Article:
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Prose, poises and a box of confections have been the traditional St. Valentine’s Day gift for generations. Luckily for the local beau or suitor, Napa had a number of candy stores.

One of the first local candy stores was located on Main Street in Napa. The proprietor had an appropriate last name for his chosen career, J.J. Sweet. The full name of the confection shop was J.J. Sweet’s Gay Ninety Candy Store. Established in the late 1800s, Sweet’s was lined with extra large display jars filled with an array of sugary delights. He also devoted half of his marble-topped counters to cases overflowing with a wide range of chocolates, such as dipped nuts, chews and creams.

Another local candy-maker was Jasper Partrick who opened his confection shop in 1896. Jasper was a native son born in Napa in 1860. The Partrick family would eventually become the local purveyor of sweets for most of the 1900s. Although there were intermittent closures of the business, three generations of the Partrick family devoted their professional lives to satisfying the local sweet-tooth. But this family owes its legacy to a traveling salesman. According to various historical accounts, Jasper Partrick learned his delectable trade from a transient salesman-candy-maker.

Once in business, one of Jasper’s first specialties was taffy. As a way to entice Napans to buy his candy, Jasper brought his candy to them. He would bring a big rope of his taffy out in front of his First Street shop and hang it from the hook under the awning. Jasper would proceed to entertain the passers-by with a good-old-fashioned taffy pull. Then, when the taffy was satiny and smooth, he would cut it into morsels. By that time the audience was ready to enjoy some taffy. As a result, Jasper rarely had a problem selling all of his taffy.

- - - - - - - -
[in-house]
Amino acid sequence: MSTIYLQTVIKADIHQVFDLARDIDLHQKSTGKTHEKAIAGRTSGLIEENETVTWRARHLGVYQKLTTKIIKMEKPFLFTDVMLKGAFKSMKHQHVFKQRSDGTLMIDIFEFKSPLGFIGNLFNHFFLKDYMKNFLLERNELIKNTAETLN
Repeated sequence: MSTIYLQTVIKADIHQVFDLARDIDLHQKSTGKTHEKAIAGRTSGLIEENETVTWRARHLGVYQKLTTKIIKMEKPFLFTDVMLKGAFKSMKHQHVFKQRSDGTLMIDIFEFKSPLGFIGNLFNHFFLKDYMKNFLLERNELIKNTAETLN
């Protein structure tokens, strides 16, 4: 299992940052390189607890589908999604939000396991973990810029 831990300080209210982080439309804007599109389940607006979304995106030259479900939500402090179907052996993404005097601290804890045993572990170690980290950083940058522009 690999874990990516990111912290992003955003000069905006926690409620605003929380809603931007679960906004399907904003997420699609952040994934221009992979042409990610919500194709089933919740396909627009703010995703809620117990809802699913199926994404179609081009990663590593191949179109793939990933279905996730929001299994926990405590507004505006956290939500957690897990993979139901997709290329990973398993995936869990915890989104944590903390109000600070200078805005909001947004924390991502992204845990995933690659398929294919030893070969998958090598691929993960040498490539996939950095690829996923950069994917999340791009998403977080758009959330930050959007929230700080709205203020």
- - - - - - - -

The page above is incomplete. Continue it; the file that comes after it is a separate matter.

As time went along, Jasper trained his two sons, Earl and Elmer, in the confectionery arts. In a relatively short time the two younger Partricks mastered candy-making. However, by this time Jasper was beginning to lose interest in the candy business. He would eventually close his shop to pursue a political career. Jasper served the community as a Napa County supervisor. He also went on to become the first president of the California Supervisors Association.

Following the closure of the first Partrick’s candy store, Elmer moved to Walla Walla, Washington and opened a candy shop there in 1910. Earl remained in Napa. He farmed the family ranch at the end of Partrick Road as well as his own property on Redwood Road. Whenever possible, Earl revived his confection skills to create homemade candy for his family, especially at Christmas time.

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Another 20 years would pass before the Partrick name would become synonymous again with candy. In 1930, Earl and Elmer decided to resume commercial candy-making. They traveled throughout the western U.S. searching for the perfect production site. In the end, they chose a place near home: Vallejo.

This partnership between Earl and Elmer lasted only two years. In 1932 Elmer sold his share of the candy business to Earl in order to open a confection shop in Palo Alto. But Earl was not concerned about keeping the Vallejo store going as his son Roy was proving to be an excellent candy-maker. Roy entered the family business following his 1930 graduation from Napa High School. Self-described as a third generation “sugar head,” Roy became Earl’s business partner in 1936.

The next few years brought Earl and Roy Partrick considerable success. Then World War II commenced, bringing rationing and Roy’s departure to serve in the Air Force. In addition to the scarcity of sugar, other confectionery ingredients, such as chocolate and nuts, were hard to come by. So, Earl closed the Vallejo store and returned to farming full-time. Although, he did continue making candy at home for family and friends.

The story of local confectioners will continue next week. Until then, have a sweet and happy St. Valentine’s Day!

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